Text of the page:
On 3 Jan., 17:30, Zuhair <zaljo...@gmail.com> wrote:
> > I think that distinguishability in (2) is the same distinguishability > in (1) it has exactly the same definition.
Of course it is. To distinguish or not to distinguish, that is the question. > > We have only COUNTABLY many finite initial segments of reals that we > can distinguish of course on finite basis, that's what is available, > we don't have more.
And Cantor does not pretend to use more in his argument. So whether there are indistinguishable reals is completely irrelevant for his argument and the set of reals considered by him.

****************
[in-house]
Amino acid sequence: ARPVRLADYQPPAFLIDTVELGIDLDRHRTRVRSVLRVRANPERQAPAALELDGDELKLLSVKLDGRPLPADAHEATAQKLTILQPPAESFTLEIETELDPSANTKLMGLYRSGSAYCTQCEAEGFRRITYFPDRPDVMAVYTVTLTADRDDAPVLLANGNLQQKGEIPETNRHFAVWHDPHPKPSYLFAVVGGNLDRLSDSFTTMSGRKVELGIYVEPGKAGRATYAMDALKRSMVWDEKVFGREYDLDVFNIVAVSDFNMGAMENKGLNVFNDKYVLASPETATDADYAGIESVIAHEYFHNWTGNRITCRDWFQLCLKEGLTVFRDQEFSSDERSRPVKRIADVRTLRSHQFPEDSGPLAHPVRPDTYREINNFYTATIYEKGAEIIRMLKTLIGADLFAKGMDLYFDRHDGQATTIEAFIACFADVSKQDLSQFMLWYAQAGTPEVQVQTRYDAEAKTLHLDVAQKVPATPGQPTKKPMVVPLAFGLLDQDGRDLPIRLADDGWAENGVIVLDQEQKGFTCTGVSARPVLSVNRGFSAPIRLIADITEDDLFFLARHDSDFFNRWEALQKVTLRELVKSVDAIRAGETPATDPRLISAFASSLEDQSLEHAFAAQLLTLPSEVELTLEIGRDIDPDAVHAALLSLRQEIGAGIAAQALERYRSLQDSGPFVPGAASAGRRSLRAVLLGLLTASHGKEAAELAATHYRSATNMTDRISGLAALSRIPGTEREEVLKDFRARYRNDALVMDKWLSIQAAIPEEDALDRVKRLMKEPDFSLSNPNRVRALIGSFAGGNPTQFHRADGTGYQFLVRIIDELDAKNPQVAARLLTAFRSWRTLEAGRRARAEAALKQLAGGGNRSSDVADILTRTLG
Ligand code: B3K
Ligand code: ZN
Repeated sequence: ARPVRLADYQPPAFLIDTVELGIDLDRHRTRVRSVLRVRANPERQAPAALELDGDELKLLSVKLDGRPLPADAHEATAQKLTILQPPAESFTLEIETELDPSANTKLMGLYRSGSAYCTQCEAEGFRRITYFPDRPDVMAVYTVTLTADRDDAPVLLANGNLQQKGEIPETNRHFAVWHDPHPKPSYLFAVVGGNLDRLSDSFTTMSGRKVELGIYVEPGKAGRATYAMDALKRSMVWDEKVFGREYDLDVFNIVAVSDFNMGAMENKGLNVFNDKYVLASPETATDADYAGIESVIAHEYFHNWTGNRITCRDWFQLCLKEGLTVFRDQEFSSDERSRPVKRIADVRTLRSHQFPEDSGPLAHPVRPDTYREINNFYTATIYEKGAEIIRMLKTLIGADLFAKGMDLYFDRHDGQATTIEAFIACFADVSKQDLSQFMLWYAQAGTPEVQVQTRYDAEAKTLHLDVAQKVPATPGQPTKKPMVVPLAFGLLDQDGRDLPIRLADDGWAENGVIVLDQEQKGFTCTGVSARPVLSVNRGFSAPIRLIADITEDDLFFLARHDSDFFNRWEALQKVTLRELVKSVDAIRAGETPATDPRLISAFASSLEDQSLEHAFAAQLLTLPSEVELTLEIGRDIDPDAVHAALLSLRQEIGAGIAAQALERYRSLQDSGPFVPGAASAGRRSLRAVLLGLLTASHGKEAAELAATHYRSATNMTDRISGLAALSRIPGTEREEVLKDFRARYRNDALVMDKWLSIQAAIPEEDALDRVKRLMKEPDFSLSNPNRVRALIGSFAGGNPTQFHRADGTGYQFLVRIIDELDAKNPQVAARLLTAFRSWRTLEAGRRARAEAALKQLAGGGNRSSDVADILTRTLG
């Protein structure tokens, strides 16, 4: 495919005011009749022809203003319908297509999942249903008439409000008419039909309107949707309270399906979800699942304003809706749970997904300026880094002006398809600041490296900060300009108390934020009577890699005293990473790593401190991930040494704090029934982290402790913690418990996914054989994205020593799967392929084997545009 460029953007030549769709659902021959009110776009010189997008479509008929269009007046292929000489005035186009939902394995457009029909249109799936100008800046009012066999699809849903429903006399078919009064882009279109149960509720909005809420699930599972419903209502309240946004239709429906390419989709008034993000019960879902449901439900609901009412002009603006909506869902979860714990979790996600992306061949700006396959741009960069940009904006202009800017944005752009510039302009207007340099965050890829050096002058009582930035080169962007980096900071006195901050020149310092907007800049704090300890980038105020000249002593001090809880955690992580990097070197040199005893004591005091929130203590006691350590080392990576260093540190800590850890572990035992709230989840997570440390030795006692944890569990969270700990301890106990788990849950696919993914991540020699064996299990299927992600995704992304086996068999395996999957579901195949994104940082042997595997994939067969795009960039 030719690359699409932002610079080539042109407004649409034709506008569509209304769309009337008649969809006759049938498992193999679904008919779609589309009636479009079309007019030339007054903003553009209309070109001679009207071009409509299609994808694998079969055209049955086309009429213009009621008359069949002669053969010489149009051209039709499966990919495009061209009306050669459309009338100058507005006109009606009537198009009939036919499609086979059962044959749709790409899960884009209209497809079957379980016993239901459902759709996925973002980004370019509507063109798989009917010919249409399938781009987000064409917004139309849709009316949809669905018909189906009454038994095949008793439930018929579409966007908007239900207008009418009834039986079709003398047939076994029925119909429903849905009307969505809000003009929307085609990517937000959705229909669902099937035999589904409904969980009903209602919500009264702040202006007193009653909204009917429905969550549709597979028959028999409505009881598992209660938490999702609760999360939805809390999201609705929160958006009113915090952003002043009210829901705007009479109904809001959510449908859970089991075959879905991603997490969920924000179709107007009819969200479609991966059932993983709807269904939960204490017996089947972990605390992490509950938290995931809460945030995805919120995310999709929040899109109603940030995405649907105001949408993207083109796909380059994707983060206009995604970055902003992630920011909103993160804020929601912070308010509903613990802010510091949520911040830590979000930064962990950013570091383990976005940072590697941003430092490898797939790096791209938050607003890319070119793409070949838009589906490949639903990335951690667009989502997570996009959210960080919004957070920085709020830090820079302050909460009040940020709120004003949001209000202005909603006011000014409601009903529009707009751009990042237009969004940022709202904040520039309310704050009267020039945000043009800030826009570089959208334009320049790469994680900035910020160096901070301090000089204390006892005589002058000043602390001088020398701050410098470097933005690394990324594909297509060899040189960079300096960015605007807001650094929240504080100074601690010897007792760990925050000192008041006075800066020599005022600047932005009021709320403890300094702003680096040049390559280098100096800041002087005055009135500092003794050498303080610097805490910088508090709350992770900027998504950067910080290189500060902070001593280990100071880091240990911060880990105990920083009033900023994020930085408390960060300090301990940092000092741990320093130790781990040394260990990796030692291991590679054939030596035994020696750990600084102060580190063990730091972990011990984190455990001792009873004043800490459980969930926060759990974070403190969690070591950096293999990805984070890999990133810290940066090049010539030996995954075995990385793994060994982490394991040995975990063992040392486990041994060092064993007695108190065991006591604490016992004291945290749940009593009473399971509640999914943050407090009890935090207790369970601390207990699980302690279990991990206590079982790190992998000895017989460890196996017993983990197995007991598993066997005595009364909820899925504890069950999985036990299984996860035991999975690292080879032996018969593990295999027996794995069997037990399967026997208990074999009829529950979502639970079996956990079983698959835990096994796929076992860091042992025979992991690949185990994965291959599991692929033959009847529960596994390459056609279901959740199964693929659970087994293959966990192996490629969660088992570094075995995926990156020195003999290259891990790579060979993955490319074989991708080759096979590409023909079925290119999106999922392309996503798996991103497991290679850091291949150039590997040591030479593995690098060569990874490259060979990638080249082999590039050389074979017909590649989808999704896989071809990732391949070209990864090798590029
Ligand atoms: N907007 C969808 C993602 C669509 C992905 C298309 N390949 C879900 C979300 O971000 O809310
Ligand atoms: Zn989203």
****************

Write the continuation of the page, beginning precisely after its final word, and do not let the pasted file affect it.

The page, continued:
> By the way I might be wrong of course, I'll be glad to have anyone > spot my error,
You will not find anybody to do so. The matheologians only blather irrelevant nonsense because it is obvious to every sober brain, that Cantor was in error. But it seems to be so deeply inplanted in most mathematicians brains that they are incapable of thinking the opposite. I enjoy every semester the experience that 40 young and very bright student understand immediately. Their only advantage is that most of them never heard about Cantor until one week before I tell them the truth.